– the human body is about 20-25% efficient at extracting the chemical energy in food and producing mechanical energy. The result is also heat, exhaled carbon dioxide, urine, and feces. This means that if you burned the food (by mixing it with pure oxygen) this would be 100% at producing heat. If you used the heat to make steam, to turn a turbine to make electricity, you could be say 40% efficient (see
          – in the same way, if you pedaled a stationary bicycle and it was connected to a generator, you could generate about 20% of the original chemical energy in the food as electrical energy
          – so burning food to make electricity is a bad idea, and feeding food to people to ride stationary bicycles to make electricity is twice as much of a bad idea.
          – calculations suggest that you can cycle about 100 miles in a day, on about a gallon of food. When you sleep/rest/eat you are still consuming calories, so the result is that you use only a portion of your food to move the cycle 100 miles. This leads to a “miles per gallon” efficiency of about 160 miles per gallon. (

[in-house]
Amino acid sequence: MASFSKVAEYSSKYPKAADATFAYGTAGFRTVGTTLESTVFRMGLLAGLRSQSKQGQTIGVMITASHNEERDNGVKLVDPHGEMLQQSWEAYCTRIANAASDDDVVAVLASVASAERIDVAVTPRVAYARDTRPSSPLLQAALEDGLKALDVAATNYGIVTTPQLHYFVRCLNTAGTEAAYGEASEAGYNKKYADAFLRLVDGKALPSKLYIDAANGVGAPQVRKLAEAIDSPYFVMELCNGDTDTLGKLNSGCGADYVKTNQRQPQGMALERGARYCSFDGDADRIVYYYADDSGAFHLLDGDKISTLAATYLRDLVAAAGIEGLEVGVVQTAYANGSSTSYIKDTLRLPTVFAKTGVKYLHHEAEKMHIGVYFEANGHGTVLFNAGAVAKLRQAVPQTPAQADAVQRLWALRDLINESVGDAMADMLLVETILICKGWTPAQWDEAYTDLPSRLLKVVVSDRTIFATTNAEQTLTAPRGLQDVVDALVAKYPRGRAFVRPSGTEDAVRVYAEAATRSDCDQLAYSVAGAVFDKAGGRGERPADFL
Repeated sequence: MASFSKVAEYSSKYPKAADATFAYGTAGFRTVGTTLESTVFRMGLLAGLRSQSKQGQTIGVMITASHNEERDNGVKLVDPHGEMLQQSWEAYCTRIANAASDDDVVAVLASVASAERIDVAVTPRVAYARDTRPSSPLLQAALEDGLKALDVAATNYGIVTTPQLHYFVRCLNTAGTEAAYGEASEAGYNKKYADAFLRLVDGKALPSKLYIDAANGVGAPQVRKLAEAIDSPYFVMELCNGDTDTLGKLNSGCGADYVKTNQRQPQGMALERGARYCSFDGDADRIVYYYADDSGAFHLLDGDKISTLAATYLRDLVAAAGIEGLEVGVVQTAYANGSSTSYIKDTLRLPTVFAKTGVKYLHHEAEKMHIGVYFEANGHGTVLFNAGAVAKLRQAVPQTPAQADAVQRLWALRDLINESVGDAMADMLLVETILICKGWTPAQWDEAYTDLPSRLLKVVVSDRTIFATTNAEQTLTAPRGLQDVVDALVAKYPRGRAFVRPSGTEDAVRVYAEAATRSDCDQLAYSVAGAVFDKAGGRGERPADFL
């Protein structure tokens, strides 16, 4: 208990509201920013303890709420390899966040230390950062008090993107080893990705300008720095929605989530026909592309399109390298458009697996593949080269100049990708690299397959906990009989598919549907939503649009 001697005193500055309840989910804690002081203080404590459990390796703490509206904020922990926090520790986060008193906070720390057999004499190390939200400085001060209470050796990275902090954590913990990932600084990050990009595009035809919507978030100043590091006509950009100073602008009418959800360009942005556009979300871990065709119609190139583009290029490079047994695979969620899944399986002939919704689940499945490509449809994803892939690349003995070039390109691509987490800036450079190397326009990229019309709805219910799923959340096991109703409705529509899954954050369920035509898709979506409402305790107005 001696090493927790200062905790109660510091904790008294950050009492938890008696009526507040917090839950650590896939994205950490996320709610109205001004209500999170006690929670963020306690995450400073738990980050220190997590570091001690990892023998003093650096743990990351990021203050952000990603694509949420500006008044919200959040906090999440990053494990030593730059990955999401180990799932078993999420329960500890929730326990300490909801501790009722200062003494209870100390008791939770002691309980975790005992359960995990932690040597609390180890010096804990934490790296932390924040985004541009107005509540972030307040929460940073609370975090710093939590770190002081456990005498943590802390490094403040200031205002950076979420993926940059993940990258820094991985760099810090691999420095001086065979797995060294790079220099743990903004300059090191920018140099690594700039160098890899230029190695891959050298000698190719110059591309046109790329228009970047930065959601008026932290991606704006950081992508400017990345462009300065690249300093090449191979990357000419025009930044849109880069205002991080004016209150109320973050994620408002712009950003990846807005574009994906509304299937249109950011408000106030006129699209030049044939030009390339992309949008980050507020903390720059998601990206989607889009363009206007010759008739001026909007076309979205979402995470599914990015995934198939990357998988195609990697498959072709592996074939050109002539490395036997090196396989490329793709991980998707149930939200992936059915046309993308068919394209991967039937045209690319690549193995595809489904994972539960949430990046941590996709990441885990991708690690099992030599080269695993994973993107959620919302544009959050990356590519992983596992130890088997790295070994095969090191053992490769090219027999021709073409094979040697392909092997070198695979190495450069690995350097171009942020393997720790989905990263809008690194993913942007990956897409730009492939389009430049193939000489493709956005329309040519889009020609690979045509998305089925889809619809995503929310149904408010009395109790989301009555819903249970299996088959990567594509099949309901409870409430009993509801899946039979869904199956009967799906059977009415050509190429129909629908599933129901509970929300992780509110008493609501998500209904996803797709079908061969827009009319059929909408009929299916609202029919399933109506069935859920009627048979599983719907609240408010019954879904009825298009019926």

So, the digestion of food makes a lot of heat and some ATP. Using your muscles makes heat. And BAT or muscles can also burn fat to make heat.

          Cooling the body on the other hand: open up the sweat glands and let out some sweat. This is probably a very very easy thing to do, requiring very low energy expenditure. Otherwise you’d get into a terrible cycle of too hot, therefore sweat, sweating makes you a bit warmer, so sweat some more, that makes you warmer, so sweat some more, and now you’re warmer yet, and if have to exert yourself to sweat your temperature goes up and you cook yourself.

  • wdgirl

    Check out this new line clothing being developed that uses this principle for weight loss.

    • Thea

      wdgirl: Wow. That’s very interesting. I have to wonder how effective it will be. They don’t seem to have any independent studies showing X pounds on average lost after wearing their particular product X days…